Why I Believe the Dead Are Alive By William Dudley Pelley


Chapter VII

THE SUMMER of 1929, which now came on, seemed to be one full program of a series of psychical happenings. I had seen evidences of discarnate guidance so pronounced in my affairs up to this time, that there no longer remained any friends whom the world called dead were not only alive but in touch with me and intensely interested in everything I did.

This attitude of mind left the door wide open for anything to happen. I consequently happened. And I grew to think little of it. As I have said elsewhere in these pages again and again, by admitting the imponderable we have the ponderable demonstrated.

I accepted the fact that the dead were not only alive but far more sentient and active than people are in the mortal state. And while unusual occurrences brought their quota of surprise, in the main I ceased to be awed.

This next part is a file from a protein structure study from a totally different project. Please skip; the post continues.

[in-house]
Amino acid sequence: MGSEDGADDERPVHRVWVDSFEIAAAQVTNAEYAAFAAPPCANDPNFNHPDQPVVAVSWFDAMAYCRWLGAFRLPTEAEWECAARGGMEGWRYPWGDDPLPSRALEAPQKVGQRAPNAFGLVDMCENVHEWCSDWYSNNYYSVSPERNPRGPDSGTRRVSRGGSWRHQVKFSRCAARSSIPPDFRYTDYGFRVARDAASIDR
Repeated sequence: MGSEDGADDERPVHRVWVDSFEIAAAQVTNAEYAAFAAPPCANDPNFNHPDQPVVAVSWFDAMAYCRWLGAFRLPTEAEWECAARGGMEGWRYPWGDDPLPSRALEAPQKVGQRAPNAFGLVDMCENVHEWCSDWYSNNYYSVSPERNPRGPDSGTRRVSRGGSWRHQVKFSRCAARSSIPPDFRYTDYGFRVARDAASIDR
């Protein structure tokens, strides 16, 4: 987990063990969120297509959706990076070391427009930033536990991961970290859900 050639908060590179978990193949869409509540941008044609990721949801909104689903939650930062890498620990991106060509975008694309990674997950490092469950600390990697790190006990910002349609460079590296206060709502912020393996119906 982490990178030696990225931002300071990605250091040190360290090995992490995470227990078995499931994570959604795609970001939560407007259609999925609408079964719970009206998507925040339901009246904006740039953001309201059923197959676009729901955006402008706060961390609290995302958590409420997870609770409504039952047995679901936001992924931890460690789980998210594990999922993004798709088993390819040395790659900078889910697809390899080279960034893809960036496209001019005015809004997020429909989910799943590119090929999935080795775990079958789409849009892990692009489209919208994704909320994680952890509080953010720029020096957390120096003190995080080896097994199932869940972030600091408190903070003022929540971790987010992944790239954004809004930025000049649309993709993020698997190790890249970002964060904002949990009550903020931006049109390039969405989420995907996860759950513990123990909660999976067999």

I continued the taking of psychical transcripts day after day and night after night. Two outstanding events occurred to show how supernormal guidance manifested.

The first was the sale of my third novel, “Drag,” as a motion-picture; the second was the writing of my fourth novel, “Golden Rubbish.”

I WAS taking a doctrinal message in the apartment of a friend one evening early in the summer when there came an informal aftermath to the discourse. The Friend who had been transmitting the communication always chatted a few moments with me before ringing off on the Cosmic Wire. This particular evening he declared to me:

We rejoice to tell you that something extremely pleasant is in prospect for you. We look ahead and see a man in a certain office signing papers of sale on literary property which you own, that will mean a large amount of money for you.

I have always been skeptical of messages which purported to predict “large amounts of money,” legacies, and other expositions of unusual good fortune. It

Why I Believe the Dead Are Alive